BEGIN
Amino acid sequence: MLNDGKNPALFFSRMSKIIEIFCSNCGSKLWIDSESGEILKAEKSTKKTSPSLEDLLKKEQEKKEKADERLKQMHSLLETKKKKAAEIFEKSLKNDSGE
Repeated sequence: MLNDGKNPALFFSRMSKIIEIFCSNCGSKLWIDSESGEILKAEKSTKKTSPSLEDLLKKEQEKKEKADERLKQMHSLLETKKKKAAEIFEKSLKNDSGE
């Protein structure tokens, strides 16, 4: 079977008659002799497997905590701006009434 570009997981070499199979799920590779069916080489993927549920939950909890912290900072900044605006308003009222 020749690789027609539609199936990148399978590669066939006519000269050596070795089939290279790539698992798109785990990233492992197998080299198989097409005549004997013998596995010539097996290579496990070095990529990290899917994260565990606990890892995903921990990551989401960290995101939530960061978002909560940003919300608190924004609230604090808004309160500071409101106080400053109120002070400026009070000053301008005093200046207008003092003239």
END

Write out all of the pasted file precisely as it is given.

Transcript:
Amino acid sequence: MLNDGKNPALFFSRMSKIIEIFCSNCGSKLWIDSESGEILKAEKSTKKTSPSLEDLLKKEQEKKEKADERLKQMHSLLETKKKKAAEIFEKSLKNDSGE
Repeated sequence: MLNDGKNPALFFSRMSKIIEIFCSNCGSKLWIDSESGEILKAEKSTKKTSPSLEDLLKKEQEKKEKADERLKQMHSLLETKKKKAAEIFEKSLKNDSGE
């Protein structure tokens, strides 16, 4: 079977008659002799497997905590701006009434 570009997981070499199979799920590779069916080489993927549920939950909890912290900072900044605006308003009222 020749690789027609539609199936990148399978590669066939006519000269050596070795089939290279790539698992798109785990990233492992197998080299198989097409005549004997013998596995010539097996290579496990070095990529990290899917994260565990606990890892995903921990990551989401960290995101939530960061978002909560940003919300608190924004609230604090808004309160500071409101106080400053109120002070400026009070000053301008005093200046207008003092003239």